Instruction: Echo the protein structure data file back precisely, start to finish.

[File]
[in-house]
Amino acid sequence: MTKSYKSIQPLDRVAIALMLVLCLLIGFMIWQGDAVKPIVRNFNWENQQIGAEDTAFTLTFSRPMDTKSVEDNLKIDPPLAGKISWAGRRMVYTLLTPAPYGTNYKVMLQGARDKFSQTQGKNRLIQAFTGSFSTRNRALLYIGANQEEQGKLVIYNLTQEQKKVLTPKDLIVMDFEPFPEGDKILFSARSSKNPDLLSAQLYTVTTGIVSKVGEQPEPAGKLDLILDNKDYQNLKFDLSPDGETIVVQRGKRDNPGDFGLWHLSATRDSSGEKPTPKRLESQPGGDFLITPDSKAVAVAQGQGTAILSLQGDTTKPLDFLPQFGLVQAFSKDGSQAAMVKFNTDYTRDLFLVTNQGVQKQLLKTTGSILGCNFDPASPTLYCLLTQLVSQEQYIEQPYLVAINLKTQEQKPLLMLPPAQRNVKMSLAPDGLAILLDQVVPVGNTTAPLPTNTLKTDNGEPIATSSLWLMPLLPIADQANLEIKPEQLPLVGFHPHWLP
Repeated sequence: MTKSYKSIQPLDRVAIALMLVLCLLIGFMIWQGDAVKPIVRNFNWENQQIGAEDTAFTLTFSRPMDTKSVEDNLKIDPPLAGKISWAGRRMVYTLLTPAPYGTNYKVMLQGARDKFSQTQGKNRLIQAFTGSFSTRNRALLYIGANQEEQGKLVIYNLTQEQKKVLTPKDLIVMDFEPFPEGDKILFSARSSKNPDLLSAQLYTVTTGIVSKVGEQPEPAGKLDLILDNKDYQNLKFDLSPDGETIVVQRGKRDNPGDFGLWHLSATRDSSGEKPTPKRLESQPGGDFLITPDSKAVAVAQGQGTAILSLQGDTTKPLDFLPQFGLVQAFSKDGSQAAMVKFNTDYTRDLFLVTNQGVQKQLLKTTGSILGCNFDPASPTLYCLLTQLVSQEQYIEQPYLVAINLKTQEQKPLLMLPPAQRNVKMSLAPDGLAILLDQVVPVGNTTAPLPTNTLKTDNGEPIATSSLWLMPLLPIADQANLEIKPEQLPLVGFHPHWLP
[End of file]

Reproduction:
[in-house]
Amino acid sequence: MTKSYKSIQPLDRVAIALMLVLCLLIGFMIWQGDAVKPIVRNFNWENQQIGAEDTAFTLTFSRPMDTKSVEDNLKIDPPLAGKISWAGRRMVYTLLTPAPYGTNYKVMLQGARDKFSQTQGKNRLIQAFTGSFSTRNRALLYIGANQEEQGKLVIYNLTQEQKKVLTPKDLIVMDFEPFPEGDKILFSARSSKNPDLLSAQLYTVTTGIVSKVGEQPEPAGKLDLILDNKDYQNLKFDLSPDGETIVVQRGKRDNPGDFGLWHLSATRDSSGEKPTPKRLESQPGGDFLITPDSKAVAVAQGQGTAILSLQGDTTKPLDFLPQFGLVQAFSKDGSQAAMVKFNTDYTRDLFLVTNQGVQKQLLKTTGSILGCNFDPASPTLYCLLTQLVSQEQYIEQPYLVAINLKTQEQKPLLMLPPAQRNVKMSLAPDGLAILLDQVVPVGNTTAPLPTNTLKTDNGEPIATSSLWLMPLLPIADQANLEIKPEQLPLVGFHPHWLP
Repeated sequence: MTKSYKSIQPLDRVAIALMLVLCLLIGFMIWQGDAVKPIVRNFNWENQQIGAEDTAFTLTFSRPMDTKSVEDNLKIDPPLAGKISWAGRRMVYTLLTPAPYGTNYKVMLQGARDKFSQTQGKNRLIQAFTGSFSTRNRALLYIGANQEEQGKLVIYNLTQEQKKVLTPKDLIVMDFEPFPEGDKILFSARSSKNPDLLSAQLYTVTTGIVSKVGEQPEPAGKLDLILDNKDYQNLKFDLSPDGETIVVQRGKRDNPGDFGLWHLSATRDSSGEKPTPKRLESQPGGDFLITPDSKAVAVAQGQGTAILSLQGDTTKPLDFLPQFGLVQAFSKDGSQAAMVKFNTDYTRDLFLVTNQGVQKQLLKTTGSILGCNFDPASPTLYCLLTQLVSQEQYIEQPYLVAINLKTQEQKPLLMLPPAQRNVKMSLAPDGLAILLDQVVPVGNTTAPLPTNTLKTDNGEPIATSSLWLMPLLPIADQANLEIKPEQLPLVGFHPHWLP